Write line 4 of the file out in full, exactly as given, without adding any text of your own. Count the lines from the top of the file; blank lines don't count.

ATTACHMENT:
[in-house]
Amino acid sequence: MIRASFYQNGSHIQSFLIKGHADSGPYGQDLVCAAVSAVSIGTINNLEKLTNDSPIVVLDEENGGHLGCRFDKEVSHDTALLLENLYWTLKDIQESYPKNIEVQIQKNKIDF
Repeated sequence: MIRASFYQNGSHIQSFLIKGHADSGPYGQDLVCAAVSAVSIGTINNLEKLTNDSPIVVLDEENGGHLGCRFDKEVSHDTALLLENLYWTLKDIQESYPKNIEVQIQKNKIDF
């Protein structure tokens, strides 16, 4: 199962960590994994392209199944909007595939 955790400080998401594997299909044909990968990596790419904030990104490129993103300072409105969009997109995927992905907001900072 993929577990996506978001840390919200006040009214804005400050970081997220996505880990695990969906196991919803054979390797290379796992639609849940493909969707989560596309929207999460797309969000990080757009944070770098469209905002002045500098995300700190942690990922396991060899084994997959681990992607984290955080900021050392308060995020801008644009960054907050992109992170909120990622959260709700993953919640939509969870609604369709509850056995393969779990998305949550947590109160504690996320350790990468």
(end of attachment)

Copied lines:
């Protein structure tokens, strides 16, 4: 199962960590994994392209199944909007595939 955790400080998401594997299909044909990968990596790419904030990104490129993103300072409105969009997109995927992905907001900072 993929577990996506978001840390919200006040009214804005400050970081997220996505880990695990969906196991919803054979390797290379796992639609849940493909969707989560596309929207999460797309969000990080757009944070770098469209905002002045500098995300700190942690990922396991060899084994997959681990992607984290955080900021050392308060995020801008644009960054907050992109992170909120990622959260709700993953919640939509969870609604369709509850056995393969779990998305949550947590109160504690996320350790990468």